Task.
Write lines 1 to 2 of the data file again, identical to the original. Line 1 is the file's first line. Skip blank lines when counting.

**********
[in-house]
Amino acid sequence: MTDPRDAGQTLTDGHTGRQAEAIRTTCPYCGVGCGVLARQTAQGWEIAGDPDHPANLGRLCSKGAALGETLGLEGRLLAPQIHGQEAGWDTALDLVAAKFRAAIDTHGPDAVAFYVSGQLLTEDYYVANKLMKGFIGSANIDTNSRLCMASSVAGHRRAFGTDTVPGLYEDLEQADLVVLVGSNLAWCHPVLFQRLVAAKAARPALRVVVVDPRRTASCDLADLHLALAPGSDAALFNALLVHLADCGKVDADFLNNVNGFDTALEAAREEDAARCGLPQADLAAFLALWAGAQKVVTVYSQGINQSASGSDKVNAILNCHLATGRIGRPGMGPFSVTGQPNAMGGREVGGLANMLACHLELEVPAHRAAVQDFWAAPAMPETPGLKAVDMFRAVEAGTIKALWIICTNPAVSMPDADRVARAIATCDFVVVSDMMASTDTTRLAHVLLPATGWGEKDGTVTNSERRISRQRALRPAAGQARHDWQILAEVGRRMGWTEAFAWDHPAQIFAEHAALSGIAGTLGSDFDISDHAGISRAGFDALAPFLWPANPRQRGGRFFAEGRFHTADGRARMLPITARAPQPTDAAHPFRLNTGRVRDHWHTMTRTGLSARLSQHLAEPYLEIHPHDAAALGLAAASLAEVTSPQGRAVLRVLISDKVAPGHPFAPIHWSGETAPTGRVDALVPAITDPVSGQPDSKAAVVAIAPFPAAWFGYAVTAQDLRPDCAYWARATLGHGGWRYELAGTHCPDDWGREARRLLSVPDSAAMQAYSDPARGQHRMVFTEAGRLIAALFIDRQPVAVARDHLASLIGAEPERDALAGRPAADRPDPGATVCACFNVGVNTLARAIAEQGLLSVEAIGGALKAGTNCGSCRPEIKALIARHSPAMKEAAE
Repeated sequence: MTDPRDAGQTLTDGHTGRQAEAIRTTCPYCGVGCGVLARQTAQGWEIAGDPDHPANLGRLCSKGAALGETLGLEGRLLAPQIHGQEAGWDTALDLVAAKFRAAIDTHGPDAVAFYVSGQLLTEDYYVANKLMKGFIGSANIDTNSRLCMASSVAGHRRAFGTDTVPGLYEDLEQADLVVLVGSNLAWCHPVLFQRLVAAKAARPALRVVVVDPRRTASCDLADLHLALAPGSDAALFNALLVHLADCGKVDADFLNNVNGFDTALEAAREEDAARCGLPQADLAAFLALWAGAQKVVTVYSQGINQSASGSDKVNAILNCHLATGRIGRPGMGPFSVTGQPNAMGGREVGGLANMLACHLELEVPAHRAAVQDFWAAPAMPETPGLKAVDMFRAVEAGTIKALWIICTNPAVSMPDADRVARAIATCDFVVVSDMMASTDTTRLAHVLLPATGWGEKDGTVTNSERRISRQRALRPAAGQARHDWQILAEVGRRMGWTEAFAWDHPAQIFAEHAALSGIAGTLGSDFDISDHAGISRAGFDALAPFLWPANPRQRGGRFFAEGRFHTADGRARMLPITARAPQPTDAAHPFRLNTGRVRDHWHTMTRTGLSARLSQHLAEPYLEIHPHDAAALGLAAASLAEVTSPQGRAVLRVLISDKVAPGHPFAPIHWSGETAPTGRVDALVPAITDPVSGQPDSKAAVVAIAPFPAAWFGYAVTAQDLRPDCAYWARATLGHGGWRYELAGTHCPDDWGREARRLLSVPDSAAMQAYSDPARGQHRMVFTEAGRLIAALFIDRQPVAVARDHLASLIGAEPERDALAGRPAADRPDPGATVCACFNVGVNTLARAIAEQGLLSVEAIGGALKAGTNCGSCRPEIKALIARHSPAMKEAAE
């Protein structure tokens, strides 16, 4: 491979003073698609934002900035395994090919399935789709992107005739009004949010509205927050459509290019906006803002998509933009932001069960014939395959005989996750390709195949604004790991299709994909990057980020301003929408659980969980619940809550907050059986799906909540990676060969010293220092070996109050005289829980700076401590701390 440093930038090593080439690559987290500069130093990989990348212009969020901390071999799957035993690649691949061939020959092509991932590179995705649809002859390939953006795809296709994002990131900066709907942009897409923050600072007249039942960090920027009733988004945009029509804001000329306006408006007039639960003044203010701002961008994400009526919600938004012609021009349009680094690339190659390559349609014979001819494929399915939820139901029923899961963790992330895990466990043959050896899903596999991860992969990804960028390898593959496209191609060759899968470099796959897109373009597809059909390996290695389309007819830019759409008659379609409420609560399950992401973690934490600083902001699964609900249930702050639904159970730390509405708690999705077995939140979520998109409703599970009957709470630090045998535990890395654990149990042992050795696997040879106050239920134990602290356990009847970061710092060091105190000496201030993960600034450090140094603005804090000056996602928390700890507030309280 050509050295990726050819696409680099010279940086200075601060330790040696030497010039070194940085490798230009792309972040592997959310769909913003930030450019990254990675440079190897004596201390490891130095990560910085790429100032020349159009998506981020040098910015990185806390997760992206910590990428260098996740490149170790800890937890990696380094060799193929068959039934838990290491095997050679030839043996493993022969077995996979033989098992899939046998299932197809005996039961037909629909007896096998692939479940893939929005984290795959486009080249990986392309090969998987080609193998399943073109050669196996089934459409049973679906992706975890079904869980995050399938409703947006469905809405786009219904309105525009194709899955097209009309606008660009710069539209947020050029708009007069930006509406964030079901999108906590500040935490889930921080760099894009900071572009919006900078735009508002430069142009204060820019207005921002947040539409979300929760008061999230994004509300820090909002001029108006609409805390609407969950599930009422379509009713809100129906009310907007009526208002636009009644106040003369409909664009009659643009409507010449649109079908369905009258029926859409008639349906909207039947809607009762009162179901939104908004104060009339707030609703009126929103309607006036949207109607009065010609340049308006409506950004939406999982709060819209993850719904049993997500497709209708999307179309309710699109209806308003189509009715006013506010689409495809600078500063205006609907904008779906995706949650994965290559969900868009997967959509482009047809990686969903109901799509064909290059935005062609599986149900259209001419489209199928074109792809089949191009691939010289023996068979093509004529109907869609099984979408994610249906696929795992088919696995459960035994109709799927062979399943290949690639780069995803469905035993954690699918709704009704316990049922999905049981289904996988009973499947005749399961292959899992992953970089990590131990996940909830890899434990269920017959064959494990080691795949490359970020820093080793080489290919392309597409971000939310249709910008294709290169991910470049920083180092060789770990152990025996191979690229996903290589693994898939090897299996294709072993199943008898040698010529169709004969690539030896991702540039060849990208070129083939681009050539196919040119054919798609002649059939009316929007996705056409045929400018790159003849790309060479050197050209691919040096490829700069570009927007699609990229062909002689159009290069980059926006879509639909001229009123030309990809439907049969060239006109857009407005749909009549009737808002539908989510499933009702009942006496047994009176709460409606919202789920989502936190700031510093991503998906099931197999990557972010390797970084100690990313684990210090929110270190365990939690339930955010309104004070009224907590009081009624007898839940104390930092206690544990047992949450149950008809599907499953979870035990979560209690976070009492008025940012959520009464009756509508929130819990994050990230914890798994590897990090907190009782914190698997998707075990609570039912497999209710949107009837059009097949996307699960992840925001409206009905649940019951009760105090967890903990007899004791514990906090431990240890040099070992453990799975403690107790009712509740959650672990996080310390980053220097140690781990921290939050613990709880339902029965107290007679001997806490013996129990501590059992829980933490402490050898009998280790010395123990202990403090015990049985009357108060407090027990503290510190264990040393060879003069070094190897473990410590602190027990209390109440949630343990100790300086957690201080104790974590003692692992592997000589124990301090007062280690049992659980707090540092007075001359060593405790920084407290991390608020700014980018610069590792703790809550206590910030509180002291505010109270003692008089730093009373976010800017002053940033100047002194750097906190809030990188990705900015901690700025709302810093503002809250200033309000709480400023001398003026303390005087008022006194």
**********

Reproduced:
[in-house]
Amino acid sequence: MTDPRDAGQTLTDGHTGRQAEAIRTTCPYCGVGCGVLARQTAQGWEIAGDPDHPANLGRLCSKGAALGETLGLEGRLLAPQIHGQEAGWDTALDLVAAKFRAAIDTHGPDAVAFYVSGQLLTEDYYVANKLMKGFIGSANIDTNSRLCMASSVAGHRRAFGTDTVPGLYEDLEQADLVVLVGSNLAWCHPVLFQRLVAAKAARPALRVVVVDPRRTASCDLADLHLALAPGSDAALFNALLVHLADCGKVDADFLNNVNGFDTALEAAREEDAARCGLPQADLAAFLALWAGAQKVVTVYSQGINQSASGSDKVNAILNCHLATGRIGRPGMGPFSVTGQPNAMGGREVGGLANMLACHLELEVPAHRAAVQDFWAAPAMPETPGLKAVDMFRAVEAGTIKALWIICTNPAVSMPDADRVARAIATCDFVVVSDMMASTDTTRLAHVLLPATGWGEKDGTVTNSERRISRQRALRPAAGQARHDWQILAEVGRRMGWTEAFAWDHPAQIFAEHAALSGIAGTLGSDFDISDHAGISRAGFDALAPFLWPANPRQRGGRFFAEGRFHTADGRARMLPITARAPQPTDAAHPFRLNTGRVRDHWHTMTRTGLSARLSQHLAEPYLEIHPHDAAALGLAAASLAEVTSPQGRAVLRVLISDKVAPGHPFAPIHWSGETAPTGRVDALVPAITDPVSGQPDSKAAVVAIAPFPAAWFGYAVTAQDLRPDCAYWARATLGHGGWRYELAGTHCPDDWGREARRLLSVPDSAAMQAYSDPARGQHRMVFTEAGRLIAALFIDRQPVAVARDHLASLIGAEPERDALAGRPAADRPDPGATVCACFNVGVNTLARAIAEQGLLSVEAIGGALKAGTNCGSCRPEIKALIARHSPAMKEAAE